Academic journal article China Perspectives

The Emergence of a Collaborative Approach Challenges Hong Kong's Urban Planning Model

Academic journal article China Perspectives

The Emergence of a Collaborative Approach Challenges Hong Kong's Urban Planning Model

Article excerpt

Hong Kong has undergone profound changes in recent decades.0' In the political sphere, the former British colony was handed over to China in 1997 under Deng Xiaoping's "one country, two systems" formula. In the economic sphere, ever since China's reform and opening of the late 1970s and more so since the handover, Hong Kong has become increasingly linked to its hinterland in the Pearl River Delta, with which it is trying to build a megaregion of 40 million inhabitants. Hong Kong's claim to be a world city depends on a coalition of actors from the government and the business lobby developing urban policies purporting to foster economic competitiveness.

However, Hong Kong's urban planning is being transformed with the emergence of civil society,(2) and of several community-based movements challenging the policies preferred by the coalition that dominates planning forums. This article aims to study the extent and nature of, as well as the alternatives emerging from, this challenge, examining the possibility of a turn towards a collaborative approach to urban planning, incorporating alternative strategies.

In order to do so, this article will consider the reasons for the formation of a coalition favouring the growth and then the development of external and internal resistance to it, seeking to formulate new alternatives. The concluding portion will dwell on the significance of such evolutions with regard to the paradigmatic change towards the collaborative approach to sustainable urban planning and development in Hong Kong politics.

The growtK coalition of government and private actors

Incomplete democratic mechanisms

Hong Kong, which became a British colony in 1841, was handed back to Chinese sovereignty in 1997, but remains set apart from the rest of the People's Republic. Its mini-constitution, the Basic Law, governs the political setup characterised by the "one country, two systems" principle. It allows the Hong Kong Special Administrative Region (SAR) to keep its judicial and political systems, its currency and immigration laws intact until 2047, i.e., for 50 years after the transfer of sovereignty.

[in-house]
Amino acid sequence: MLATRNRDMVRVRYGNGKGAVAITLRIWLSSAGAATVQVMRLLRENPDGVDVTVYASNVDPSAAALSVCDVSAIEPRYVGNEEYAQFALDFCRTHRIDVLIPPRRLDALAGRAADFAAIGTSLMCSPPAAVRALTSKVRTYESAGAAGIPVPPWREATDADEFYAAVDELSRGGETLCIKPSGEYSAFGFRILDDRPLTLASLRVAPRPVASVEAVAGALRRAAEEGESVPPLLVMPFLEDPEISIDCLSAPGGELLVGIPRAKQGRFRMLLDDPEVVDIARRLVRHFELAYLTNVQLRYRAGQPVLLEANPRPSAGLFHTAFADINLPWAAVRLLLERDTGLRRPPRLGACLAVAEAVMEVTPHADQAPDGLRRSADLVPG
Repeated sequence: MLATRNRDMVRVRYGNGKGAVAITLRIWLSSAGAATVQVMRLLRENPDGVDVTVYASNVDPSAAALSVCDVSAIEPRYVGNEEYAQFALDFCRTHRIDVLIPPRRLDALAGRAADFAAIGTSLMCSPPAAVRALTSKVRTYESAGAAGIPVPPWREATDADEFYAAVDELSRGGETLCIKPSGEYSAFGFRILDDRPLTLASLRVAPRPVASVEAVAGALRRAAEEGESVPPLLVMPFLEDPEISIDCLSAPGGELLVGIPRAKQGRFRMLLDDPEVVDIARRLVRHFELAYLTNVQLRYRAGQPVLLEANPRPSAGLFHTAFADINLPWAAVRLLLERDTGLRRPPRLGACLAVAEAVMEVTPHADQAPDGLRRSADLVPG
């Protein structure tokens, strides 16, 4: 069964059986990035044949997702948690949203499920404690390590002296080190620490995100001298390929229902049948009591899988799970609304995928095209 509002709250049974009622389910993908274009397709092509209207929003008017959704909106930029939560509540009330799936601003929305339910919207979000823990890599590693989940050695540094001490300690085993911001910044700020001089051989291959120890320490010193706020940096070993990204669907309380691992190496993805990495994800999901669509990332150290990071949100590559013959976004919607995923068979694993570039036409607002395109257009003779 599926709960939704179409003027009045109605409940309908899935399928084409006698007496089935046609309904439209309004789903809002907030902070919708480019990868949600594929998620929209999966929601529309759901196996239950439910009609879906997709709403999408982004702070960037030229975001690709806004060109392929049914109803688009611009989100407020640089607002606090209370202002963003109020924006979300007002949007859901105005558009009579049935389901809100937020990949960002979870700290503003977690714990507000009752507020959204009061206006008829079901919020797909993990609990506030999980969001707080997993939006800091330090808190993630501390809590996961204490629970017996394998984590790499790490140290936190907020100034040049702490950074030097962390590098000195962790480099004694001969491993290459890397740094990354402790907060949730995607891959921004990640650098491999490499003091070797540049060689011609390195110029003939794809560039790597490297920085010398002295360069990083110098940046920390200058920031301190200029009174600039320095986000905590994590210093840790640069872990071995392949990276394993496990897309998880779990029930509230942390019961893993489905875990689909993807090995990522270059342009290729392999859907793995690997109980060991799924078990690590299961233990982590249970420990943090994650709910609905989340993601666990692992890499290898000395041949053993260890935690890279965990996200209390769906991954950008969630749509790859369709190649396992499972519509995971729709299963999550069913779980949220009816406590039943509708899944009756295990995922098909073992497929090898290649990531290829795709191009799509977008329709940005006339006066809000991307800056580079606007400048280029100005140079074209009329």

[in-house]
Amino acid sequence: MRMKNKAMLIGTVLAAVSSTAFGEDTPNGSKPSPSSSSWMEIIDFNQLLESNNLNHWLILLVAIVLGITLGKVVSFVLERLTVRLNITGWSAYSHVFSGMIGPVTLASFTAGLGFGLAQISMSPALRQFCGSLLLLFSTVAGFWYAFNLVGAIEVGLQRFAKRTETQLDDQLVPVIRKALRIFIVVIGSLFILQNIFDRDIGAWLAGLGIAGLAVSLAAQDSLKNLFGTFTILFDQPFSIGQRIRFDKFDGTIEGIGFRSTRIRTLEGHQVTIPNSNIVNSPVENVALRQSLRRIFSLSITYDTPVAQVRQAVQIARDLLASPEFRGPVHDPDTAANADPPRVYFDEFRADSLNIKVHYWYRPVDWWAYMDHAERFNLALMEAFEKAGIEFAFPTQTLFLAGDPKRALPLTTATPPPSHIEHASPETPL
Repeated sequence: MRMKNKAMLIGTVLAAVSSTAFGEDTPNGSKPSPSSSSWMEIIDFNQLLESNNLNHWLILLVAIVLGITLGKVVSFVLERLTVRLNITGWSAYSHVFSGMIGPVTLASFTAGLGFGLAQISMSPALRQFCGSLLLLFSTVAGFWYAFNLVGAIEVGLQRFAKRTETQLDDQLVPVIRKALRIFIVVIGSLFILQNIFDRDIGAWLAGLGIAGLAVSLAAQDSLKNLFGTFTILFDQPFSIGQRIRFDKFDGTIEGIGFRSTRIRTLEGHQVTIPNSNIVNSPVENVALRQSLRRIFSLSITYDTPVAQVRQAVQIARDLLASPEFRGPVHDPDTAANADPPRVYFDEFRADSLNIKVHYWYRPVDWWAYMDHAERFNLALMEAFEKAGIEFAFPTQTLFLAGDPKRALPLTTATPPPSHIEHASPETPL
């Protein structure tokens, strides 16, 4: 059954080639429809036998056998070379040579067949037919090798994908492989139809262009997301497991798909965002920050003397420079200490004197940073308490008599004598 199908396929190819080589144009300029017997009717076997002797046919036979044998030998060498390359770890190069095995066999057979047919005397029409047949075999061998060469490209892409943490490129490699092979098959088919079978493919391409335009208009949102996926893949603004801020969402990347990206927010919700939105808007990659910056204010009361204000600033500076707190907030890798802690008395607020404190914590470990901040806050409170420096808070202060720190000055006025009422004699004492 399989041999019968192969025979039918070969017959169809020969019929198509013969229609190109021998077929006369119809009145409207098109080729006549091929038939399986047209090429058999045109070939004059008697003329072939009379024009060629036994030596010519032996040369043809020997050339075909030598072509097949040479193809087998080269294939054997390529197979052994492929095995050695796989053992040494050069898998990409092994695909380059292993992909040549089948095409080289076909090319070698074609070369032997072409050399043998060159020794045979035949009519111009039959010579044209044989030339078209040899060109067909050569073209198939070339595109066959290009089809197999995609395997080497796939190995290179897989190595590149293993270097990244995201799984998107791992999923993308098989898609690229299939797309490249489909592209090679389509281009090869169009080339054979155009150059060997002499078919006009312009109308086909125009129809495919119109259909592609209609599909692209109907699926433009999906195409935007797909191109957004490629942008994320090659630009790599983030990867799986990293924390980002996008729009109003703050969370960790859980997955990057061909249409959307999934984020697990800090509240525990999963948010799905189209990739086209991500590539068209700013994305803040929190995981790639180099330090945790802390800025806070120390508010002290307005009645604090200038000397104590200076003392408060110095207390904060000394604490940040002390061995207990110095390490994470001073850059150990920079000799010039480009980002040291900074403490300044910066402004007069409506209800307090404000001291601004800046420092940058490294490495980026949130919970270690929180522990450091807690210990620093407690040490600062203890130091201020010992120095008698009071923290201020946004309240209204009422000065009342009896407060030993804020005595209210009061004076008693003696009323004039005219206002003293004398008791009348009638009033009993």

The SAR's ruling executive council is headed by a Chief Executive enjoying a five-year term in office. Tung Cheehwa held the post between 1997 and 2005. He was replaced by Donald Tsang, who had headed the civil service and had previously held senior posts in the colonial administration. The government is made up of 14 ministers answering to the Chief Executive. The Legislative Council, which adopts laws but has no control over the executive, is made up of 60 members, half of them elected by popular vote in geographical constituencies and the others chosen throu^i sectoral functional constituencies.<3)

Thus, while Hong Kong aspires to be a "world city"(4) like New York or Tokyo, it differs greatly from those competitors. It still lacks real universal suffrage, which some regard as an obstacle to attaining global city status. There has been much debate on this issue, and on 29 December 2007, the Chinese authorities announced that the Chief Executive would be elected through universal suffrage in 2017 and the legislature in 2020.

A coalition between the political elite and businesses

At the outset it may be noted that Hong Kong's territory is characterised by its small size and the extent of natural landscape dominated by hills and slopes. Just 20 percent of the territory is built up, and more than 38 percent is protected by the Country Parks Ordinance. There are two main forms of habitation in Hong Kong: high density areas around Victoria Harbour and newly developed areas on the one hand, and low density villages and semi-urban areas on the other. Another distinguishing feature of Hong Kong is the mode of ownership and management of land area. The government owns all the land, with the exception of the plot on which St John's Cathedral stands, and grants leases for certain periods of time. …

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